Remembering the truth about the expansiveness of God’s grace, I answered the man’s question in the same way Corrie answered the former Nazi guard, and in the only way that Scripture allows me to answer. “Yes, through the grace and forgiveness of Christ there can a place for you here.”

I walked away feeling how utterly scandalous the grace of our God truly must be.

There are many others. The grace of God also reached Karla Faye Tucker, and ax murderer. After being executed on death row for her crimes, she woke up in the presence of Jesus.

The grace of God reached King David–also a sex offender and murderer–out of whose family line Jesus came into the world, and from whose prayers we have been given most of the Psalms.

The grace of God reached Saul of Tarsus–a self-professed blasphemer, persecutor, and violent man–who made a career out of hunting down Christians and destroying them as the Egyptians and Assyrians had once done to the Jews–and who would later call himself “the chief of sinners,” Exhibit A for how far God in his grace is willing to reach.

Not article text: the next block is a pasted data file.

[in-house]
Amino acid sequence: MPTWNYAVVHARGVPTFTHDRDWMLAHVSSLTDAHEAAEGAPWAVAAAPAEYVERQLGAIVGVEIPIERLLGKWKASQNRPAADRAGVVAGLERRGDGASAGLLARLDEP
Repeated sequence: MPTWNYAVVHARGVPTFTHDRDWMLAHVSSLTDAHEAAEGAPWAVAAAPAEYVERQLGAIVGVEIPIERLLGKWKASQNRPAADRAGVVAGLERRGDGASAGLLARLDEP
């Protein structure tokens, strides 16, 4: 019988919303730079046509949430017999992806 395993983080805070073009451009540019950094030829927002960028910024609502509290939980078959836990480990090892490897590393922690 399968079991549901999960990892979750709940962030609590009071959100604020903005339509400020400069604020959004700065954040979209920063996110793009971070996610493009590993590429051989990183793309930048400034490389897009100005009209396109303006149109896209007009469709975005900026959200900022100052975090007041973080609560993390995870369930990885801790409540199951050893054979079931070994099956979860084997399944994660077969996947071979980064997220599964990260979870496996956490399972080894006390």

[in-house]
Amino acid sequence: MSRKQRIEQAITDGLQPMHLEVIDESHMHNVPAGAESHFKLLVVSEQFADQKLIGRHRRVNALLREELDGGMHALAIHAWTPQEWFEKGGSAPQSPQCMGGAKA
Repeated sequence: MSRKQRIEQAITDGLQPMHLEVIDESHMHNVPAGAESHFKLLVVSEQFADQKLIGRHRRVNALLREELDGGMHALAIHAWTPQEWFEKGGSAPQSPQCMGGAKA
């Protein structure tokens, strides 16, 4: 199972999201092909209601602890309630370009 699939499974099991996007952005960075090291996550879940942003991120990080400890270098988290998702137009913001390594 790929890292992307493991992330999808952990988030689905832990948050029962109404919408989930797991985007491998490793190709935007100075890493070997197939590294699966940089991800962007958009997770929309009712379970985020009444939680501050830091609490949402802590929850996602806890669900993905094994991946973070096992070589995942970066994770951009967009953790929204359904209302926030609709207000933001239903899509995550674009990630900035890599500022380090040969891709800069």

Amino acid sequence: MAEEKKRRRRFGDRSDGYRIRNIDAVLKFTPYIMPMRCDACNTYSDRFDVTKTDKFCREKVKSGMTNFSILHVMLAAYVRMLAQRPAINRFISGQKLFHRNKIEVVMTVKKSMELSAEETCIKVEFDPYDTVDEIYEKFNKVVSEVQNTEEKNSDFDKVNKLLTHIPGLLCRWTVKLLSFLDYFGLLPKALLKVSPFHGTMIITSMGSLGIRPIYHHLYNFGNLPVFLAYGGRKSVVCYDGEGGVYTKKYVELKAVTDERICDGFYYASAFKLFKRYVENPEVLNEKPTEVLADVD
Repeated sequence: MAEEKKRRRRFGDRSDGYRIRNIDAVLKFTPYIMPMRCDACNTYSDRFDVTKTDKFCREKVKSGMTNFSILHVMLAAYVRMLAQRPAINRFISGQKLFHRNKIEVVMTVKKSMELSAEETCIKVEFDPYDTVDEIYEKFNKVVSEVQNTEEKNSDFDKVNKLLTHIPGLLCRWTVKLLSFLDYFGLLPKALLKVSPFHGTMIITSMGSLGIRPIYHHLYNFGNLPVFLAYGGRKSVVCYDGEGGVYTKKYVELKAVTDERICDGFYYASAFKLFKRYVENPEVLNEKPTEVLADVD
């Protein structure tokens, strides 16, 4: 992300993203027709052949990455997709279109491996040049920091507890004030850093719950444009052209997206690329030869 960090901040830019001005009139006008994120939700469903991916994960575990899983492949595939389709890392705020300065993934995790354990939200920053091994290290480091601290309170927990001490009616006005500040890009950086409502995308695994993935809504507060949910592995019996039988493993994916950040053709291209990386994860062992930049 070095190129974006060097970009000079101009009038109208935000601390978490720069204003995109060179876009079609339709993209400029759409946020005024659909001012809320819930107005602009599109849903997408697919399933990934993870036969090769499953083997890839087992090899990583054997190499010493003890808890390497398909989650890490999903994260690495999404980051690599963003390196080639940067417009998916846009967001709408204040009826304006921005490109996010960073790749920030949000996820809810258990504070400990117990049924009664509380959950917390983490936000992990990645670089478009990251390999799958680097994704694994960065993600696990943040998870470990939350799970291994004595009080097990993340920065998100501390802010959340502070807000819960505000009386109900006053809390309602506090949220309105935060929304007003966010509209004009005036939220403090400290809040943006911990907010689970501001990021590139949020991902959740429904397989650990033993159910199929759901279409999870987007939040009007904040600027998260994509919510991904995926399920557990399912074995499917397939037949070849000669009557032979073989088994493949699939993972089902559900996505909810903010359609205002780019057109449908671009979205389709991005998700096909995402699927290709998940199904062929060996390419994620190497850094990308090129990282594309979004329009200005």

The grace of God reached Jeffrey Dahmer, a sociopath and serial killer, who professed faith in Christ while on death row.

The grace of God reached Sufjan Stevens, the Brooklyn musician who wrote these lyrics about John Wayne Gacy, Jr., another serial killer who stored the corpses of his victims beneath the floorboards in his house:

And in my best behavior,
I am really just like him.
Look beneath the floorboards
To the secrets I have hid.

Grace is indeed amazing. But it is the furthest thing from comfortable. And sometimes it is the furthest thing from comforting. In being amazing, extensive, and expansive, grace is also shocking and scandalous and downright offensive.


It’s freely available to us, but there is more…

It’s also freely available to them.